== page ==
Drs. David Fisman, left, and Jacob Moran-Gilad discuss climate change and future pandemics. (screenshots)
The Jewish National Fund of Canada recently brought together Toronto-based epidemiologist Dr. David Fisman and Israeli clinical microbiologist Dr. Jacob Moran-Gilad to discuss the relationship between climate change and potential future pandemics.
“It is important to remember that there are a lot of linkages,” said Fisman, a professor of epidemiology at the University of Toronto’s Dalla Lana School of Public Health and a physician at Michael Garron Hospital. Both climate change and viruses like COVID-19 share similar drivers, such as human population growth, environmental degradation and the need for expanded food production, he explained.
Rising temperatures around the globe create a more fertile breeding ground for infectious diseases and accelerate their evolution, he said. Furthermore, climate change is exacerbated by the tearing down of natural environments, which then brings humans in closer proximity to animal habitats – increasing the chances of diseases being passed on to humans from other species.
“We do have a lot of mouths to feed on the planet. Intensive factory farming has been a driver of some really important challenges in infectious diseases,” said Fisman.
It is crucial to act early, Fisman argued. “With climate change, there are different time scales than with the pandemic. You want to shut down the carbon increase way early. If we wait until we are in the soup, it comes with great cost,” he cautioned.
Trade and travel have been around throughout history, he acknowledged. The difference now, he said, is “turning the dial up on temperature, which makes everything worse.”
Moran-Gilad, chair of Israel’s national advisory committee for microbiology and member of the country’s epidemic management team, went through some of the possible ways to prevent the next pandemic.
“We are now all experts in flattening curves – as compared to four months ago – which shows how effectively we can disseminate information,” Moran-Gilad observed.
While not discounting the severity of COVID-19, he said it has not been the pandemic that people who study infectious diseases have been preparing for, one known in the scientific community as Disease X, which would cause a mortality rate of 10 to 30%.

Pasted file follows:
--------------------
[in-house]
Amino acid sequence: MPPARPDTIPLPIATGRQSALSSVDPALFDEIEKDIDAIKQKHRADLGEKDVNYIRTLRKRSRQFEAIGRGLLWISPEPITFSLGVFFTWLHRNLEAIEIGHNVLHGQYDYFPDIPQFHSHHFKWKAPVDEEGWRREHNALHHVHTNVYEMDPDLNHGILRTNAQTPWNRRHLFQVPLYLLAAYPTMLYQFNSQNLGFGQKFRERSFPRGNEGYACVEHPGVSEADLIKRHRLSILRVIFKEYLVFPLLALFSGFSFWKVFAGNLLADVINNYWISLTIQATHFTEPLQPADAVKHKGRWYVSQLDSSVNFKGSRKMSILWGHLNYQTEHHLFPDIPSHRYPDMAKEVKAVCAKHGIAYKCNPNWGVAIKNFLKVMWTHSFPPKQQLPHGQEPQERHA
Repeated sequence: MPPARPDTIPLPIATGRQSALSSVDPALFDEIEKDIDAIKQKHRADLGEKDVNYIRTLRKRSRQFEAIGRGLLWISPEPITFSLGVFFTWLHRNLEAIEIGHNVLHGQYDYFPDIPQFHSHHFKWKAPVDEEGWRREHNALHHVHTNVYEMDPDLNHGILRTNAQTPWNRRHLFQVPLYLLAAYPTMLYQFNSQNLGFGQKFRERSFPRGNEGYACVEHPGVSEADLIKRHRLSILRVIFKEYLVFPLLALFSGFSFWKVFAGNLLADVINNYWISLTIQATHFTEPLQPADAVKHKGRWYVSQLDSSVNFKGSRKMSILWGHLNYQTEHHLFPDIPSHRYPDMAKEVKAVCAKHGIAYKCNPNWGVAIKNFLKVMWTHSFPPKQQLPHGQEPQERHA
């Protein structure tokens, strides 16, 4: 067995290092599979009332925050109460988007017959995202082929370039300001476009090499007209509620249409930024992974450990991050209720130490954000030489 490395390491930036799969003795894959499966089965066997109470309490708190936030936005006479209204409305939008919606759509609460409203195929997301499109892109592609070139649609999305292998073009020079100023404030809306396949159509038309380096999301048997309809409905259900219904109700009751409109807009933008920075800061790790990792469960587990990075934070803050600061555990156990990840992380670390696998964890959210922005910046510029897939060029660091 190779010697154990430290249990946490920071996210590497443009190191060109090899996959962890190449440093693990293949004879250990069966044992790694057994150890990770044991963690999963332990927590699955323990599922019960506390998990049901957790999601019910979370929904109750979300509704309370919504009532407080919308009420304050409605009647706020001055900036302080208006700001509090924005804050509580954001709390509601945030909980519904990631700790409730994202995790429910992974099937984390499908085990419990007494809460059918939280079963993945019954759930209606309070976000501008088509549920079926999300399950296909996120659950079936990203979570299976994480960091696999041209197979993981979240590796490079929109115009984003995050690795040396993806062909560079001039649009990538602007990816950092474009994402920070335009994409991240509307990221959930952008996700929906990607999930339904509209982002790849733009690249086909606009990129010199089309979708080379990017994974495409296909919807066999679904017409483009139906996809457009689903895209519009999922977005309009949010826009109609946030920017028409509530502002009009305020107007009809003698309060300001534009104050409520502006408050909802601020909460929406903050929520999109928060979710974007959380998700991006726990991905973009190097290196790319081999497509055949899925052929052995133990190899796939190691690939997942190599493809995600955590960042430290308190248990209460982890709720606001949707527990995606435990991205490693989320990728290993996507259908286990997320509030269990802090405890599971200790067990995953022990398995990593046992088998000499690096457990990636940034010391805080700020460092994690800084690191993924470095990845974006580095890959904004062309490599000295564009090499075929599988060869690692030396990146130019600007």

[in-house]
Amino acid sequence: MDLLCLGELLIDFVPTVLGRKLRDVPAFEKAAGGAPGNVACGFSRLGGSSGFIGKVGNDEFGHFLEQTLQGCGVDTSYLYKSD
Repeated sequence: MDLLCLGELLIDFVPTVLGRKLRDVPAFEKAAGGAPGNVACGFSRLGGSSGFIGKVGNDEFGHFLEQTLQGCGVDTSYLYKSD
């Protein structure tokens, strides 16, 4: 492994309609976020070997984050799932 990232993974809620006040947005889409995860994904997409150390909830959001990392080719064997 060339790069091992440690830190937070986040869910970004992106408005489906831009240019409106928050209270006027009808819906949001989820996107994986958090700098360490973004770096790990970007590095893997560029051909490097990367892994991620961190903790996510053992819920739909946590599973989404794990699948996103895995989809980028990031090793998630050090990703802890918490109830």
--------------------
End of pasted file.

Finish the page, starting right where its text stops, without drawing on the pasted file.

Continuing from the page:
“COVID-19, in this sense, can be viewed cautiously as a drill to the real thing,” Moran-Gilad said, adding that a pandemic of much greater magnitude “could occur in one year, 10 years or 100 years from now.”
About COVID-19, he admitted, “The dynamics of the disease are still not clear. Without a vaccine, we are going to see coronavirus with us for a couple of years.”
Moran-Gilad advocated for investments in scientific research in the area of pathogen discovery, to understand the viruses in animal hosts better, which, he said, could help prevent the global economy from experiencing the losses encountered this year. He recommended, as well, that further studies could examine whether human exposure had taken place before the outbreak emerged.
He warned, though, of the propensity of academic research in high-quality journals to stop printing papers on diseases once they recede from public consciousness. He said this happened with SARS and Ebola, and expressed hope that the legacy of COVID-19 would be a continuation of studies on the virus “or we will find ourselves unprepared for the next pandemic.”
Returning to the proverbial pachyderm in the room – climate change – the doctors did offer a glimmer of hope: action on the environment would bring with it a health dividend. Riding a bike instead of driving a car, for example, has health benefits and reduces emissions.
Extreme weather events also have a deleterious impact on health, and thus we would be acting in our own self-interest to address climate change, the scientists said. They noted that, in the Canadian response to COVID-19, all governments had to do was ask people to maintain a two-metre distance from one another and wear a mask in public, and people mostly did as instructed. The desire, then, would be that similar policy guidelines could be used to ward off environmental disasters.
In his closing remarks, Fisman praised the Japanese approach to fighting the pandemic by avoiding closed and crowded spaces. He also called into question the opening of bars in certain regions of Canada before opening schools. And he stood for an aggressive testing approach.
“There are vaccine candidates that look amazingly promising,” said Fisman. “It’s very hard to fly and land an airplane while we are building it. A positive outcome of the current pandemic would be if vaccine development could be done proactively.
“Our ultimate challenge as scientists,” he concluded, “is to show people what an alternative universe looks like and why it is important to take early and immediate action.”
Sam Margolis has written for the Globe and Mail, the National Post, UPI and MSNBC.